So... the cat walks on stage.  In a bow tie.  He is a smart enough cat to know what a chair is and which side is his right.  Krak has put a little receiver in his ear and a speaker on his collar so he can introduce himself as "I am a lawyer cat," and he even is smart enough to work his mouth like he's talking.

The girl with the cards had recovered.  She raised a card.


The audience didn't read the card.  They were saying, "A talking cat."  "It's really talking."  "What a cute cat."  "Listen to it TALK!"

Ventriloquy, Earth-made hidden speakers?  No?  Can't think of any way this might be a trick or special effect?

So... the cat explains that "Cats are the very basic of the law," and makes a lot of animal-related puns.  Terrible, terrible puns.  Puns that are capitalized so that you, the drooling, balefully stupid reader, will know where the funny is.

The cat seemed to say, "The law violently opposes anything DOG-matized.  Police CAT and MOUSE with criminals.  Criminals RAT on one another.  Judges think everyone is a RAT.  And the end product of any legal action is a CAT-astrophe!"

The crowd howls in laughter, and in their defense, they do seem to earnestly believe this is a talking cat, so we have to cut them some slack.  Gris meanwhile warns the security team that their target is the one making the cat talk.  A security officer assures him that "We'll handle."

But they're too slow.  The cat tells the audience and the Whiz Kid that he... well, the cat's a male, but Krak is doing the voice... anyway, the cat proves its lawyer status by doing "what every lawyer does."  It jumps up on the Whiz Kid double, and Gris thinks the cat may have taken something from its harness and put it in the man's pocket.  Then it grabs the double's wallet with its teeth and runs off the stage. And of course, "THE DOUBLE RACED AFTER IT!"  And so does Gris and the security detail.

The page-long chase scene takes everyone to an external staircase near a van, which we are told is different from the one Krak and Bang-Bang were using earlier, and nothing else.  Different color?  Make?  We don't need to know right now, I guess.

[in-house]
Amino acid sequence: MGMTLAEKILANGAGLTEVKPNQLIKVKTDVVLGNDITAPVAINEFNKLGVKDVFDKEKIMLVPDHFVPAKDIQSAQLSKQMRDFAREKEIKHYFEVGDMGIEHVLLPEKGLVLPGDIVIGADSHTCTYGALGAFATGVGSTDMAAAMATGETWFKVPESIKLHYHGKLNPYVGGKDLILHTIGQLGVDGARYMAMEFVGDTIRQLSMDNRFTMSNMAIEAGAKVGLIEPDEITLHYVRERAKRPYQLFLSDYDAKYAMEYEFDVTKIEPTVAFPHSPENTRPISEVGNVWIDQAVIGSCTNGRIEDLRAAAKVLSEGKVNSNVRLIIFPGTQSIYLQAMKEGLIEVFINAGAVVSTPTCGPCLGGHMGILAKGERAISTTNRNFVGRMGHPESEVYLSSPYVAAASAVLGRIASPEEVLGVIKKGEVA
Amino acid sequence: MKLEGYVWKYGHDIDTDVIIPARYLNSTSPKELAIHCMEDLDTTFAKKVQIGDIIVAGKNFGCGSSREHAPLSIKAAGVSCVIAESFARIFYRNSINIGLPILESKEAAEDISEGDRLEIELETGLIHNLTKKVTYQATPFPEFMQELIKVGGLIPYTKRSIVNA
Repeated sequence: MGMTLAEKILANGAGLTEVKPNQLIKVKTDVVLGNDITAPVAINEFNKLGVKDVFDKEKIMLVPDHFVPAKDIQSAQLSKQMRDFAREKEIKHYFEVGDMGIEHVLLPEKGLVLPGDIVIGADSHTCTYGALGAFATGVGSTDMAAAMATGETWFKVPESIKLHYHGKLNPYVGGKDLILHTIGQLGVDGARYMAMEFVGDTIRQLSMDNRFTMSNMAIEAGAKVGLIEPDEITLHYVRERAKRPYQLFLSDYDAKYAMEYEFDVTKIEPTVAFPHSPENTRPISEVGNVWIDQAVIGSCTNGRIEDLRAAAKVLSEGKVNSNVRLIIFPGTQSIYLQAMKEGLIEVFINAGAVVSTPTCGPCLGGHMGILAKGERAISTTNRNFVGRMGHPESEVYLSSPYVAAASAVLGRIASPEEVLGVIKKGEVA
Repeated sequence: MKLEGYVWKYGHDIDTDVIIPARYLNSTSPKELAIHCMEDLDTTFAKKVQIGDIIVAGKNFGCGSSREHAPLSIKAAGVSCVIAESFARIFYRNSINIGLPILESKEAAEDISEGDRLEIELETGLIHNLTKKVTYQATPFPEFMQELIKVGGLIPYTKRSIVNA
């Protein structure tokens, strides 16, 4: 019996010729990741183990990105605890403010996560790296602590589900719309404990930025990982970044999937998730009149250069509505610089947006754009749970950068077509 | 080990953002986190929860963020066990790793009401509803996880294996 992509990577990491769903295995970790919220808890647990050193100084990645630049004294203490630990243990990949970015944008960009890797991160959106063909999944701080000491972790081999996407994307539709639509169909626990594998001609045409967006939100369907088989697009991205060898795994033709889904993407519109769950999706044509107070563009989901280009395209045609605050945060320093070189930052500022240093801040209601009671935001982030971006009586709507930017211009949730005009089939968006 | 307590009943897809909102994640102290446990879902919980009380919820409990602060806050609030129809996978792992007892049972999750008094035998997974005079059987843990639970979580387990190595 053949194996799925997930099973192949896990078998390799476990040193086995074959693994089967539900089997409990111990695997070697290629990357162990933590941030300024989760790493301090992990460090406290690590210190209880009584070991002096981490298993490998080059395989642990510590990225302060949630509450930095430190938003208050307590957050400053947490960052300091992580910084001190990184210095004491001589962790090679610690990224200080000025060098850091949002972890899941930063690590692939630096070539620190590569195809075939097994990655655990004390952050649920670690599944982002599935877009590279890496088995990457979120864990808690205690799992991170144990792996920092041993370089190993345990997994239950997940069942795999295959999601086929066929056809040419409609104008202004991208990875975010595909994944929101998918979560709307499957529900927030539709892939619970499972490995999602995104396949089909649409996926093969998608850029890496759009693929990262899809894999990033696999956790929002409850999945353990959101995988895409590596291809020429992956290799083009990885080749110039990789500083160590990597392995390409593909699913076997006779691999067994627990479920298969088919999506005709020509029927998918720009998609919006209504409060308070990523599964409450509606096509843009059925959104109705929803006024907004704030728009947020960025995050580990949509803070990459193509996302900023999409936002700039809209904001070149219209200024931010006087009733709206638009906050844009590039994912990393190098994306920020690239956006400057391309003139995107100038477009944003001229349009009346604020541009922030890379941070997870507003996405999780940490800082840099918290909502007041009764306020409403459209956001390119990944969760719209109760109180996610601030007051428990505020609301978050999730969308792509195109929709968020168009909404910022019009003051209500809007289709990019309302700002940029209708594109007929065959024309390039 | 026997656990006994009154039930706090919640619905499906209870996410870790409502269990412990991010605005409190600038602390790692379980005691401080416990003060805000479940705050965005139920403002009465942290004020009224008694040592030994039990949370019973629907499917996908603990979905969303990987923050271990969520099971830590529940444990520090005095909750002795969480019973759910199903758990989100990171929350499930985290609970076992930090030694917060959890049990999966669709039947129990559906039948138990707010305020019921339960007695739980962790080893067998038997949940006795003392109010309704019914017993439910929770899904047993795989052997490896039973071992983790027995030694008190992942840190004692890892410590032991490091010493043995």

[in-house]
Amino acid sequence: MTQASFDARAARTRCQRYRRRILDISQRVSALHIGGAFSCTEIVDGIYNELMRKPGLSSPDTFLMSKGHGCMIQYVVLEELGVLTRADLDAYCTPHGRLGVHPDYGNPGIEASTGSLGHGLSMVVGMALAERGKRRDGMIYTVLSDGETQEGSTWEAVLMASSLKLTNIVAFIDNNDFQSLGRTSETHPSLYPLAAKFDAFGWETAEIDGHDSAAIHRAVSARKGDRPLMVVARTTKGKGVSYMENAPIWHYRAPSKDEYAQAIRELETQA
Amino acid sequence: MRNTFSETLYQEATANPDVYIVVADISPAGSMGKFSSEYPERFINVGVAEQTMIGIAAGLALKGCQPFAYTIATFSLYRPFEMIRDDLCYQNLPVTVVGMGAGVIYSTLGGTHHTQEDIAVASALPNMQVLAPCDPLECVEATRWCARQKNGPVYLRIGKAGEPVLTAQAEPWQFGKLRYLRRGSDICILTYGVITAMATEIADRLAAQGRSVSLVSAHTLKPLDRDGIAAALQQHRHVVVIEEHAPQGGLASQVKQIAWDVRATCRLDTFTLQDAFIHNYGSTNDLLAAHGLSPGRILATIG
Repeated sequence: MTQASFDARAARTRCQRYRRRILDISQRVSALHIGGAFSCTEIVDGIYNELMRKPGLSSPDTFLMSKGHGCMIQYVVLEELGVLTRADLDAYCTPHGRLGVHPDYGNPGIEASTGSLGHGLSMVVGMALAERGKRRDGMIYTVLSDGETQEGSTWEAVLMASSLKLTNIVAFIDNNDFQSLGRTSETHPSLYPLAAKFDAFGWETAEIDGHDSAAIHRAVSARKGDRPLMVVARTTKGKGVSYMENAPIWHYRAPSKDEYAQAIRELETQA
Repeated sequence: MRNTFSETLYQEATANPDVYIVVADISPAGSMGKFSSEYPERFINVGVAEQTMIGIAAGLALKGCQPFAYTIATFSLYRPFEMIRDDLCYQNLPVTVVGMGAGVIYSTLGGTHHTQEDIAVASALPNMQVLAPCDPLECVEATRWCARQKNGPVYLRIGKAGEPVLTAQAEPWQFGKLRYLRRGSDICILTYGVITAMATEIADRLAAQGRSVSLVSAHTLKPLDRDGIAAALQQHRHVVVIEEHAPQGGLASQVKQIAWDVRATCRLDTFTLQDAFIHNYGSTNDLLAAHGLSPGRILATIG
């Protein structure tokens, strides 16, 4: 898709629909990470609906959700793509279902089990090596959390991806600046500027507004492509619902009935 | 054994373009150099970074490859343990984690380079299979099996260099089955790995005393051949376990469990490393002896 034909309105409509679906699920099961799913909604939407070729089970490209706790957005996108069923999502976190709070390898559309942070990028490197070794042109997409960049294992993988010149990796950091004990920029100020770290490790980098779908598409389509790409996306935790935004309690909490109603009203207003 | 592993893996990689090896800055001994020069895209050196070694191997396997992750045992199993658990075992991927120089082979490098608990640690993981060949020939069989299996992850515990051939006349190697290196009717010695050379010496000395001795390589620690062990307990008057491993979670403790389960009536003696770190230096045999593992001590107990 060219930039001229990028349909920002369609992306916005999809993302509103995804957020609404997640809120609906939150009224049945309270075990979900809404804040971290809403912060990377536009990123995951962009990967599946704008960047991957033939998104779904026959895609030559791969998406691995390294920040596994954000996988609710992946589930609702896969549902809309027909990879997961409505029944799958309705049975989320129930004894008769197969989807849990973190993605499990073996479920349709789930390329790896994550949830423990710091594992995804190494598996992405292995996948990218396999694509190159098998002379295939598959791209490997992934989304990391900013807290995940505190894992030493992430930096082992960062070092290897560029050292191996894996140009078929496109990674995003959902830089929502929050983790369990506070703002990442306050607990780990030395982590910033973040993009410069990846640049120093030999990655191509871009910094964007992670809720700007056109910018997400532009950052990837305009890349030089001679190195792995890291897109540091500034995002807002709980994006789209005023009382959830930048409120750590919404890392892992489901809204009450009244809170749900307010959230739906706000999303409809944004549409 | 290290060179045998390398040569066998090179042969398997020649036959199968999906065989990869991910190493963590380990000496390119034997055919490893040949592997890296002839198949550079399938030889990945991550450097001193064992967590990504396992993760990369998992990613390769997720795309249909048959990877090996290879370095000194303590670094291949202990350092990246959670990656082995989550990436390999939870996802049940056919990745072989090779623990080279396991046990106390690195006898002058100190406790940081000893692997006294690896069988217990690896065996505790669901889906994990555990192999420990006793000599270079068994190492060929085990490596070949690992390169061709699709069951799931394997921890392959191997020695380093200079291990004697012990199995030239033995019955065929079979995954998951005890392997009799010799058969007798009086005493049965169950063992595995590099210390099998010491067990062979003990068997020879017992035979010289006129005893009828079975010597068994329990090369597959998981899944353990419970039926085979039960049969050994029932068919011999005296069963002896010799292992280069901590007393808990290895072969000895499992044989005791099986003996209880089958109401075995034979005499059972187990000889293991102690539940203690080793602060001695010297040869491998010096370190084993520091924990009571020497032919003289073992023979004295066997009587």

Several things happen.  Gris realizes that Mr. Calico must have slipped one end of the "follow-compellers" on the Whiz Kid, and is wearing the other on his harness to make the man follow him.  The fake Whiz Kid crashes to the bottom of the stairs and is scooped up by Bang-Bang and stuffed in the van.  The security guys, and then Gris, go "ZWOOP!", skid down the steps, and land in a pile at the foot of the staircase.

I say "and then Gris" because he watched the security team start to slip but doesn't hesitate in trying to run down the steps right behind them.

The van escapes, and nobody can get the vehicle number because "IT HAD NO LICENSE PLATES!"  And Gris has to take a moment figuring out how it all went so wrong.

I couldn't account for any of this.

What had caused such a catastrophe?

And then I looked at the steps.

The cat could run down them but nobody else could.


I'm tempted to say we've reached a new low for Mission Earth, but then my stomach lurches and I remember Gris raping Candy and Pinch back in Book Five, or Torpedo raping that dead cop last book.  I think I can state that this chapter has some of the highest concentrations of Stupid seen thus far.  We've got Gris' disguise, a talking cat, and banana peels on stairs.  This leaves Heller smearing Grafferty's face with tomato sauce in the dust.

Back to Part Fifty-Three, Chapter Five

1 comment:

  1. I wonder if Hubbard kept mentioning 7 Up because (I discovered from the Wikipedia entry after this blog mentioned it), 7 Up was originally a patent medicine which contained lithium citrate – the same mood stabilizer prescribed to people with bipolar disorder – until 1948.

    Hubbard was old enough to remember that, even though I don't remember anyone saying anything about 7 Up and lithium when we drank it as a kid, while most people have probably heard the story about Coca-Cola originally containing cocaine.